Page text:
Lorenz’ suggestions for turning the humaneness curve back in the right direction are paltry enough.  Even in 1983 he was still feeling the afterglow of the 60′s youth fetish.  (As a baby boomer myself, I cannot but feel a distinct relief that my generation, the object of all that obsession with “youth,” has finally reached retirement age).   As usual, we were to redeem mankind from its horrible fate:

    The predicament of young people today is especially critical.  Forestalling the threatening apocalypse will devolve on their perceptions of value; their sensibilities of the beautiful and worthwhile must be aroused and renewed.

    And how was this arousal and renewal to be brought about?

    It must still, in some way, be possible to provide even those children born and reared in large cities with some kind of opportunity for developing their capacities to perceive the harmony and disharmony of living systems – if only by means of an aquarium.  Those children who are given a chance to tend to aquarium and to care for its inhabitants come to learn, through necessity, to comprehend a functioning entirety in its harmony and disharmony, an entirety bringing together and combining very many systems consisting of animals, plants, bacteria and an entire range of inorganic givens, systems that complement one another and systems that are antagonistic to one another.  Children would learn how delicate the equilibrium of such an artificial ecological system is.

    It may seem uncharitable to dismiss the aquarium idea.  After all, we’ve tried pretty much everything else.  However, I can assure the reader that, as a child, my teachers had me tend to both an aquarium and a beehive for good measure, and look how I turned out.

    The Waning of Humaneness contains a good deal more of puerile stuff about corporate war profiteers, the evils of nuclear energy, canned homilies about saving the environment, the stupidity of Americans who live in suburban subdivisions, tiresomely repetitious warnings about the impending suicide of mankind, etc., but that can rest.  Konrad Lorenz was, after all, a great man.  Working in his own specialty, he struck a telling blow at the Blank Slate, one of the most pernicious pseudo-religions that ever claimed the name of science.  Let us remember and honor him for that.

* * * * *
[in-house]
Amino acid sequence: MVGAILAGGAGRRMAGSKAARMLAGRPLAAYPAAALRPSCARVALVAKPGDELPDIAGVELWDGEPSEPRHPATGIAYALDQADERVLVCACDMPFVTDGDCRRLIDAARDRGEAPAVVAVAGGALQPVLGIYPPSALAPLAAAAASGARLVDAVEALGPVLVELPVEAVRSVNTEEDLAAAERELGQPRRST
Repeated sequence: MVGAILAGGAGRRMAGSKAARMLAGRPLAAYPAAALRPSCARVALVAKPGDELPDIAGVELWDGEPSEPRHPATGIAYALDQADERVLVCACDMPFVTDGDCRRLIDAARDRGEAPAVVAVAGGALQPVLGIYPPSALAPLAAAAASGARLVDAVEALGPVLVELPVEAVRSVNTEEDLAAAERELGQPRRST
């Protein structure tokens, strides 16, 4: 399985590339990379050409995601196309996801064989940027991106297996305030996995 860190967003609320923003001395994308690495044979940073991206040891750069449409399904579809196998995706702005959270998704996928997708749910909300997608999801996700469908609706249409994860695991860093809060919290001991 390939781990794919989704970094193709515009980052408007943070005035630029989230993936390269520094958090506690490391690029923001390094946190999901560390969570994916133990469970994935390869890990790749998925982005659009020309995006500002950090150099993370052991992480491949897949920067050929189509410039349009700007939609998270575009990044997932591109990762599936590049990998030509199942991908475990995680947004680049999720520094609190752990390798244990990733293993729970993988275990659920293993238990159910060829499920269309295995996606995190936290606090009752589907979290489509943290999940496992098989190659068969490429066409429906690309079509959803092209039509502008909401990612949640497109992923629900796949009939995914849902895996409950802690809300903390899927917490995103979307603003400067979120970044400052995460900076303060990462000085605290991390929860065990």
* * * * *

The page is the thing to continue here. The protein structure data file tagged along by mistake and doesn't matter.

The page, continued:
2 responses to “The Forgettable Philosophy of Konrad Lorenz” RSS icon

    • I don’t see the connection between what you’ve written here and the contents of The Moral Landscape. “This good is perceived as a real thing, having an existence of its own transcending individual minds.” There is nothing that is explicitly transcendent about the philosophy that Harris promotes in the book. If there is something implicit, I wish you’d expound on it here or point to where you’ve clarified this. More to the point, I’d like to see your response to the comparison Harris makes between “flourishing” and “health”.

    • There is nothing mysterious about the word “transcendental” in this context. I borrowed it from John Stuart Mill to describe a morality that is objectively valid and legitimate in its own right. As such, it “transcends” individual, subjective judgments. A transcendental Good in this sense is “Good in itself,” valid regardless of the subjective judgment of this or that individual. In fact, Harris is quite explicit about his belief in such a transcendental good. For example, quoting from The Moral Landscape: